The other components of spousal maintenance include what the potential receiving spouse will be receiving in property from the divorce, what their earning capacity is in the market, whether they’ve reduced their opportunities for the benefit of the other spouse. On the other side, the Court will be interested in whether the potential paying spouse can afford to pay spousal maintenance. Discovery and disclosure help the parties get the information they need to make a risk assessment and determine whether they want to settle or go to trial.
In situations where a spouse has not worked for a while or has just started working, there is often a debate over what that spouse’s earning potential might be. A vocational evaluation is a meeting with an expert who is trained in determining what someone’s earning capacity is in the market. It is commonly ordered in these situations.
It is often advisable to try mediation once all the relevant information has been exchanged. The purpose of mediation is to see if the parties can reach an agreement that works for both people. Additionally, the parties can agree to make spousal maintenance non-modifiable; the Court on its own cannot order that.
If the parties cannot reach an agreement on spousal maintenance, the court must decide. The court can only decide after a trial.
The law regarding spousal maintenance is A.R.S. § 25-319. It has two parts for determining maintenance. Under A.R.S. § 25-319(A), a spouse must meet one of the five listed criteria to qualify for spousal maintenance. Once they do, we move to the calculation. It used to be that we moved onto A.R.S. § 25-319(B) to determine the amount, but under the new Guidelines and updated law, the 25-319(B) factors while still considered are applied during the calculation and determination phases of spousal maintenance.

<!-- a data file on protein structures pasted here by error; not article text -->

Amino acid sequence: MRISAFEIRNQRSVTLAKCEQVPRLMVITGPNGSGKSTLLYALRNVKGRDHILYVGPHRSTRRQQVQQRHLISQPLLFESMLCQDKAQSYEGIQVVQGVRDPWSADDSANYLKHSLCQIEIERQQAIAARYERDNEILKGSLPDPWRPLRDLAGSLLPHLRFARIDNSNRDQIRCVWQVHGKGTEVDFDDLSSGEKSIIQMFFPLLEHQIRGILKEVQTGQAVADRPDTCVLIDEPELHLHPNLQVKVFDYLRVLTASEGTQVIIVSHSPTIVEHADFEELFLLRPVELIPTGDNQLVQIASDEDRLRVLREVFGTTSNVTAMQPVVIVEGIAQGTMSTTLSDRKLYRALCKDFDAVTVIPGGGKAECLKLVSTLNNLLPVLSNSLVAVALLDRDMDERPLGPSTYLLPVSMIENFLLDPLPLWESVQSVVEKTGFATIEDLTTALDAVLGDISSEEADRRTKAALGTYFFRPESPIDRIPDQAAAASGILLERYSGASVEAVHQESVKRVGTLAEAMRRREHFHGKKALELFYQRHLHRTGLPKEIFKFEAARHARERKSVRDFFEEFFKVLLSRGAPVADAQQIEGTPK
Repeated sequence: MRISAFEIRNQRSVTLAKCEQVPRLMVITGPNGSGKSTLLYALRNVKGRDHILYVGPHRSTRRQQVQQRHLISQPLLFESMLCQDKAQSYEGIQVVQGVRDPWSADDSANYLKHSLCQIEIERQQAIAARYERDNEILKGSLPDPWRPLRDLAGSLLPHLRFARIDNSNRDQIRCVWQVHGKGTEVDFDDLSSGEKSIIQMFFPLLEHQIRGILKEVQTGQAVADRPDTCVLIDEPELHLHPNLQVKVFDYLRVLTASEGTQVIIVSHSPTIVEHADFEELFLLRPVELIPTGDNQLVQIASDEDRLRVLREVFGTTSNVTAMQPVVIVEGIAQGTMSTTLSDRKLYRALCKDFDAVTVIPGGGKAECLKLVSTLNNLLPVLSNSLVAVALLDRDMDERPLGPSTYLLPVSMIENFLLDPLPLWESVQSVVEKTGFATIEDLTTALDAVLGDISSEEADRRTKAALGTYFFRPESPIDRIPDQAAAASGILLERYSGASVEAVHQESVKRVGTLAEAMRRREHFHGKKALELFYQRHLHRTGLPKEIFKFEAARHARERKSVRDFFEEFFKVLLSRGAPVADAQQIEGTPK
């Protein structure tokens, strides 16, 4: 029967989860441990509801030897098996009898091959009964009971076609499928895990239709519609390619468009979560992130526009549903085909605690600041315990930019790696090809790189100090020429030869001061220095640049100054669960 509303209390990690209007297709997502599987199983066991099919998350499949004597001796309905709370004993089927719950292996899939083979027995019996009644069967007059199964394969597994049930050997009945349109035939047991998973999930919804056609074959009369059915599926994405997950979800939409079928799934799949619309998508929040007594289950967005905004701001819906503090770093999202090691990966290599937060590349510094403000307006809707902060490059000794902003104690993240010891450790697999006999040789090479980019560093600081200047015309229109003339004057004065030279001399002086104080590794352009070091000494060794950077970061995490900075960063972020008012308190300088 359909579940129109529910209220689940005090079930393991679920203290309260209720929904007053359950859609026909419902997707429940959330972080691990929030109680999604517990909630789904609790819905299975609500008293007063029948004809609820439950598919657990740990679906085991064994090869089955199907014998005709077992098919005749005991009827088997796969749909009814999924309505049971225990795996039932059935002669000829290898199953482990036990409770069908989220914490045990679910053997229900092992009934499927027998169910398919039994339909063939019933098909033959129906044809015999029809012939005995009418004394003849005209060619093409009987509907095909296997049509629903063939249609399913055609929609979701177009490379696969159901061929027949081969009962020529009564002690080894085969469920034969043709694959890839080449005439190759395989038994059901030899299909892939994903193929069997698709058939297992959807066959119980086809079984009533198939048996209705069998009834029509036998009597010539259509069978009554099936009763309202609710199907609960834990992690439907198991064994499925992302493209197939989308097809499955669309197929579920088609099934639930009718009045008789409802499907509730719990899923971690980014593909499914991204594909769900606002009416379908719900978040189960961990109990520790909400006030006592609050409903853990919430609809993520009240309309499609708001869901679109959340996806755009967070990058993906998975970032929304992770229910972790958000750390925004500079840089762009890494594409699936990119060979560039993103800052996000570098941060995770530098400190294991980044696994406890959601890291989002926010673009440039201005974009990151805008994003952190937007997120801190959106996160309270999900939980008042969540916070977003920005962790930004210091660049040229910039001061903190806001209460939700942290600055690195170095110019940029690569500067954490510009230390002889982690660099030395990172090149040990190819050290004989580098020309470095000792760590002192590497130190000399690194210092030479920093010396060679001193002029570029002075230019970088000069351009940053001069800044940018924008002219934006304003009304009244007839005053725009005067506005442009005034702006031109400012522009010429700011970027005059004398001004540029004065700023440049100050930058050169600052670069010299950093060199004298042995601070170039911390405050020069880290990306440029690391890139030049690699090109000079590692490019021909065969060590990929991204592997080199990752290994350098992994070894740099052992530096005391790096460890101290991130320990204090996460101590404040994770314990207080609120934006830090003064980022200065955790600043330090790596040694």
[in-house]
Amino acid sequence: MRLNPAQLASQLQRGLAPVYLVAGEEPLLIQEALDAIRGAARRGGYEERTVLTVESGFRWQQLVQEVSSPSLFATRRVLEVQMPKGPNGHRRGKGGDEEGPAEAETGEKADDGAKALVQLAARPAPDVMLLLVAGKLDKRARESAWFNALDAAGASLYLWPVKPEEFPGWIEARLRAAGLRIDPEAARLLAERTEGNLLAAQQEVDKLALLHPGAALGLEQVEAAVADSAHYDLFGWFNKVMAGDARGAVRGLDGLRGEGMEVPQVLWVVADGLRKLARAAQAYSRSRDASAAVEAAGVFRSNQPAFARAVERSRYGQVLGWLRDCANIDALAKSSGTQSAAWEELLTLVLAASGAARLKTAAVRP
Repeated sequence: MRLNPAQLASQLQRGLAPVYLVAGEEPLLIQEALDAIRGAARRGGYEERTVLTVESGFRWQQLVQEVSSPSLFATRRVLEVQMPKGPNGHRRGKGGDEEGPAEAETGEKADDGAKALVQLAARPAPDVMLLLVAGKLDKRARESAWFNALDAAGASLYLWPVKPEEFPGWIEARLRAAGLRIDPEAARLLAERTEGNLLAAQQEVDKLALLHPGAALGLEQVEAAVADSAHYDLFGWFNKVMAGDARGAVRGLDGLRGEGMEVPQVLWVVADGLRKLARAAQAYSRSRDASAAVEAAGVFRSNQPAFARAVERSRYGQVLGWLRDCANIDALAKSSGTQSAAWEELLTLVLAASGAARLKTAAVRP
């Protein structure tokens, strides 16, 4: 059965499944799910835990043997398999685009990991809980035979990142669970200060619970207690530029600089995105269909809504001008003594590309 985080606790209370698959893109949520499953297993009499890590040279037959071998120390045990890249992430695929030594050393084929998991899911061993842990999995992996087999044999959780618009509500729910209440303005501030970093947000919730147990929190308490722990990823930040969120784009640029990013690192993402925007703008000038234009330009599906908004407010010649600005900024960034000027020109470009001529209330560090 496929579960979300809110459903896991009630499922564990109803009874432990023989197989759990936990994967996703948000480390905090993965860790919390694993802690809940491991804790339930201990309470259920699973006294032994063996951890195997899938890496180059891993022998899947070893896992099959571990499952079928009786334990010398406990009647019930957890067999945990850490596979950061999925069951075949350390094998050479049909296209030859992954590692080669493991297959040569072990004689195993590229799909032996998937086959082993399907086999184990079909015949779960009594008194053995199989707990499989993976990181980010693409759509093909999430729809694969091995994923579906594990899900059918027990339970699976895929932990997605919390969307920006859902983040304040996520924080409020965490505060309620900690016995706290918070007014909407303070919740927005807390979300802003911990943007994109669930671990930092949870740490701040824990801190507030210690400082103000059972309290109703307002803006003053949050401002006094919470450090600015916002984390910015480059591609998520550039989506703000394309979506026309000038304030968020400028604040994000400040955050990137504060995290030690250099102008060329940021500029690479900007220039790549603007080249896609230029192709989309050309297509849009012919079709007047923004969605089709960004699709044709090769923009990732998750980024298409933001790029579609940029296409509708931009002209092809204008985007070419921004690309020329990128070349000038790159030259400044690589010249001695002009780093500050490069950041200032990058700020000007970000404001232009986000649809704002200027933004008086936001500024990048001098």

You might. Certainly, you will have an argument that your spouse has enough property to be self-sufficient such that spousal maintenance should not be ordered or should be reduced. But the Court will also look at whether spousal maintenance is necessary to help the receiving spouse maintain the lifestyle established during the marriage.
No. Spousal maintenance is not necessary when the parties earn the same amount. A spousal maintenance award should not make it so the paying spouse has less income than the recipient spouse.
No. Since you are both getting an equal share of all the retirement assets, each of you will have the same income, so there is no need for spousal maintenance.
No. Spousal maintenance is not intended to equalize incomes. The purpose of spousal maintenance is to help the receiving spouse meet their reasonable needs and to help them transition to independence.
No. There is no minimum length of marriage requirement in the law. Obviously, though, the shorter the marriage, the less likely spousal maintenance is to be ordered. You should be aware that certain other benefits that you may be entitled may require a minimum length of marriage. This is particularly true if you want to draw on your spouse’s Social Security (a 10-year marriage). If your spouse is in the military and will qualify for military retirement pay not related to a disability, there may be benefits available to you depending on the length of the marriage.
Infidelity is not something the Court considers when awarding spousal maintenance.
No. Adultery does not enter into the spousal maintenance calculation on either side of the ledger.
Spousal maintenance is not that simple. Much more information must be considered to determine whether spousal maintenance is going to be ordered. This is where a consult with an attorney is helpful.
Yes, that is the kind of transition for which spousal maintenance was intended. But be aware that does not necessarily mean you qualify for spousal maintenance or be awarded it.